top of page
  • Writer's pictureelmarfleet

March: Sword From The Stone

Updated: Jun 21, 2021

"...How you feeling, sweetheart?

Are you moving on?

Are you sleeping okay?

Or do the nights go on and on?

I hope you're eating well.

I hope you're staying strong..."

I imagine Tom asking me all the questions Passenger's song starts with: "How are you doing, darling? How you getting on? ... How's the weather down there? I hope you're keeping warm." I want to feel that he already knows the answers and that he hasn't really left me and our world. I know that I'd ask him the same questions if it was the other way around and cancer had taken me and not him. I'd want him to be ok. I'd want him to be staying strong. He always worried about my eating when he was having one of his really unwell episodes. He told me to eat to keep my strength up. Looking after our three little boys, that's my job and I need to be strong enough to do that well. It's the reason that I get up every day.

So how do I support Sam's grief and keep his memories of his Daddy alive? How do I help him feel the gift that Tom gave me, that I am enough the way I am and that I was truly loved for who I am? Luckily, he seems to be an innately happy little boy. I tell him that he's my joy and I mean it sincerely. I have cuddled him through all the pain that has been thrown at our lives over the last 5 years. I cuddled my baby bump at Tom's advanced cancer diagnosis, I cuddled my new-born when Tom was initially given too much chemotherapy for his body to cope with, and he has been to oncology appointments, on ICU, HDU and various hospital wards. He has visited his Daddy in a hospice and I have cuddled him after telling him that we won't be able to see his Daddy ever again because he has died. Sam was 3 years and 4 months old when he said goodbye to his Daddy forever.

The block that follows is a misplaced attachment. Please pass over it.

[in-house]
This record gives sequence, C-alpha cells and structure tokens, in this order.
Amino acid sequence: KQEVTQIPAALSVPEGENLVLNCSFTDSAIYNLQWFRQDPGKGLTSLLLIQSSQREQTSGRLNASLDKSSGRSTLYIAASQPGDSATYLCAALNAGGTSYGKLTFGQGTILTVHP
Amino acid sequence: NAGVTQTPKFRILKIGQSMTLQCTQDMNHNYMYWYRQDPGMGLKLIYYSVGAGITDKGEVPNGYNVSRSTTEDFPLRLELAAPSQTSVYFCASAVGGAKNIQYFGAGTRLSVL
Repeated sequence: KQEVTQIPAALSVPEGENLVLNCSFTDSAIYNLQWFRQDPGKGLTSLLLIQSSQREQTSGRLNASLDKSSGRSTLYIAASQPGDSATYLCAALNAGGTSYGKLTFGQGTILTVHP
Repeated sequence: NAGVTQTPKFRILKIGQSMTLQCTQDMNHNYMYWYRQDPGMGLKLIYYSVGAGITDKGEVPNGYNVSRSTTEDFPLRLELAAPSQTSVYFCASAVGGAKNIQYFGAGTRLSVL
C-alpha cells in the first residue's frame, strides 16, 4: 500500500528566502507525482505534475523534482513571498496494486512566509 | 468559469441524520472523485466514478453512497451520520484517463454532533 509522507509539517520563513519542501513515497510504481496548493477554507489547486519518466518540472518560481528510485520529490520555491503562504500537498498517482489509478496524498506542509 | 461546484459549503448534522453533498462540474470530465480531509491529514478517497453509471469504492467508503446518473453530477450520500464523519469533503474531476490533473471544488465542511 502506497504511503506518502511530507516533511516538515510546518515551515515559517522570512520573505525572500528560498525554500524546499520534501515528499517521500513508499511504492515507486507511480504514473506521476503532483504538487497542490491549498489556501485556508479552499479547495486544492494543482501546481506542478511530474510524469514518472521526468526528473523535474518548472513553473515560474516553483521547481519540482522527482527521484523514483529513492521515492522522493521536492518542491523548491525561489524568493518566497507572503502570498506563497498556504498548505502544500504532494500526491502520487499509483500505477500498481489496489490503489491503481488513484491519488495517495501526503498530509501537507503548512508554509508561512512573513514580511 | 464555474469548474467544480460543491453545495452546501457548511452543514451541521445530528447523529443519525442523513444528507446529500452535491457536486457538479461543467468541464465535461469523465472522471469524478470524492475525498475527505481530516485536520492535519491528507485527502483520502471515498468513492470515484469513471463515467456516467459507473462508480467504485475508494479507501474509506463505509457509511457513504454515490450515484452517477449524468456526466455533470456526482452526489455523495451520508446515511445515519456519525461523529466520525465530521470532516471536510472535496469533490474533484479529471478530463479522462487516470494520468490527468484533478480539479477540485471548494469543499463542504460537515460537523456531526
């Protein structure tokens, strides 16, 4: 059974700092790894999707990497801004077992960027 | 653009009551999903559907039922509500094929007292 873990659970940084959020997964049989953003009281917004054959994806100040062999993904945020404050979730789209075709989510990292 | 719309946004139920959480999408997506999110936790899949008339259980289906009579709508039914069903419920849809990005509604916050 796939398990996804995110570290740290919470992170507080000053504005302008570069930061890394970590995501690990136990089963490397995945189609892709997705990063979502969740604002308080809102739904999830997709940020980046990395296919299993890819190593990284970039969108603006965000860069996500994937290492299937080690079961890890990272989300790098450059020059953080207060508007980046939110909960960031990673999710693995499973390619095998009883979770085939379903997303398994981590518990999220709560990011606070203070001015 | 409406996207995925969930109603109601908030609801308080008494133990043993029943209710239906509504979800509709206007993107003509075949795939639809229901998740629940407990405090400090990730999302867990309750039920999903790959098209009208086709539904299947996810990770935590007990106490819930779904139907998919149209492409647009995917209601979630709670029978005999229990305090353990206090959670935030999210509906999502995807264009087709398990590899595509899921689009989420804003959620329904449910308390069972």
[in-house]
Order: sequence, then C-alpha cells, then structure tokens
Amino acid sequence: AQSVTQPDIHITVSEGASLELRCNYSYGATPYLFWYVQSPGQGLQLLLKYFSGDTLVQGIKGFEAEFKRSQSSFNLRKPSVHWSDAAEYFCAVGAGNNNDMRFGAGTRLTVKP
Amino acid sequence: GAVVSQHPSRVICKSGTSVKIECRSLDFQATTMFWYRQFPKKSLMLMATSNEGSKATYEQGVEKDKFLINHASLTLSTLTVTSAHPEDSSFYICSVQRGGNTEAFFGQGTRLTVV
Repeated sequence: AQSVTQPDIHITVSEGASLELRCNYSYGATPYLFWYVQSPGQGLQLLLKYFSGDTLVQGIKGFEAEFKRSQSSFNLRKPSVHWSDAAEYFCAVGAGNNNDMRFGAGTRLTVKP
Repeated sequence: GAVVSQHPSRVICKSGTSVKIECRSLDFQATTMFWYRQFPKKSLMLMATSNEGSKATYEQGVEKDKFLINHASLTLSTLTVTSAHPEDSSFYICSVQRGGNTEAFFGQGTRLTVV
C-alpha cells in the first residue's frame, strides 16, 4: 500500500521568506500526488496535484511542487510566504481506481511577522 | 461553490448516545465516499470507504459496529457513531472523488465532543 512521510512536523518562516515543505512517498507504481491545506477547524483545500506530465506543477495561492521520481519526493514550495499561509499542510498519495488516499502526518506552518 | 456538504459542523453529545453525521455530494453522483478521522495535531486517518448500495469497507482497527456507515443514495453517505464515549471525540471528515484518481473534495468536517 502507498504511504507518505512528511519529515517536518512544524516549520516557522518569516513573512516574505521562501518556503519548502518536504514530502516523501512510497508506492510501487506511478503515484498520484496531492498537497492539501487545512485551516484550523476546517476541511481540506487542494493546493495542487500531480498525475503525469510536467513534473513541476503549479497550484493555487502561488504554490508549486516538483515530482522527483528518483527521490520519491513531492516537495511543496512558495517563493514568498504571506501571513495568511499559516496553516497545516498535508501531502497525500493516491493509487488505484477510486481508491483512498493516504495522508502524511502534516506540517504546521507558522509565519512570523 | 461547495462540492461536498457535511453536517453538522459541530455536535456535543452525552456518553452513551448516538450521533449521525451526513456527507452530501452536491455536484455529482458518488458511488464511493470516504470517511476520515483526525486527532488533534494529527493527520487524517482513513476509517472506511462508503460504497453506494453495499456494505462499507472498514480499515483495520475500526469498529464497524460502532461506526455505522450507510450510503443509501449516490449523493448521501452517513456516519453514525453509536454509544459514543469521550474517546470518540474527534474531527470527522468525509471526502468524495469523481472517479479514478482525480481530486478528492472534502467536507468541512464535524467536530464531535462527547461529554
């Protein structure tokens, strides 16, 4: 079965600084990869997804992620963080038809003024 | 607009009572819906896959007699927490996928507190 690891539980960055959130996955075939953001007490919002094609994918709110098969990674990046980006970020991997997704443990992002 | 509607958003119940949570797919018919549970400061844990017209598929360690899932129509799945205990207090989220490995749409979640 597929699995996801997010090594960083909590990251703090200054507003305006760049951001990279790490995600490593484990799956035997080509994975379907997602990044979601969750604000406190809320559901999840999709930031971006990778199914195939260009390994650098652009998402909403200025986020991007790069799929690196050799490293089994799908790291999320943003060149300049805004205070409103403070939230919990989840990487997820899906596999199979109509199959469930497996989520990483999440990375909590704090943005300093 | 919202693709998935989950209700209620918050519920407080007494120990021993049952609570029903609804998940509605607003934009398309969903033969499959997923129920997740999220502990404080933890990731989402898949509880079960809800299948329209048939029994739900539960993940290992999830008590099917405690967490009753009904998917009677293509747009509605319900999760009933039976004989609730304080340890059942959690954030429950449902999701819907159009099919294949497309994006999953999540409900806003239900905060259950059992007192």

This month I've been reading Goodbye Mog by Judith Kerr to Sam. The older boys creep into his room to listen to the story too. We like the beginning: "Mog was tired. She was dead tired. Her head was dead tired. Her paws were dead tired. Even her tail was dead tired. Mog thought, "I want to sleep forever." And so she did." We remember how tired Tom was at the end and I know that he could not have given any more to this world. He'd had enough of all that cancer had thrown at him. But we'd not had enough of him and that's what really hurts. Cancer was supposed to be a just a chapter in the story of our lives and not its ending. I hope that like Mog, a little bit of him, "stayed awake to see what would happen next" and this is what Tom would see:

"...Cause I'm fine, then I'm not

I'm spinning round and I can't stop..."

The book has Mog coming to terms with her new state too and I imagine what it might be like for Tom if there is any kind of spirit state we become after we pass away from our physical bodies. Mog becomes a spirit guide for a new kitten and I love this idea. It brings us comfort to think that he's not absolutely left us. At the end of the book, Debbie says, "But I'll always remember Mog." I love Mog's reply: "So I should hope," and that makes me smile. Our memories keep us company, they are always there and they help us through each and every day.

"...For time flies and it's so slow

I'm up and down like a yo-yo..."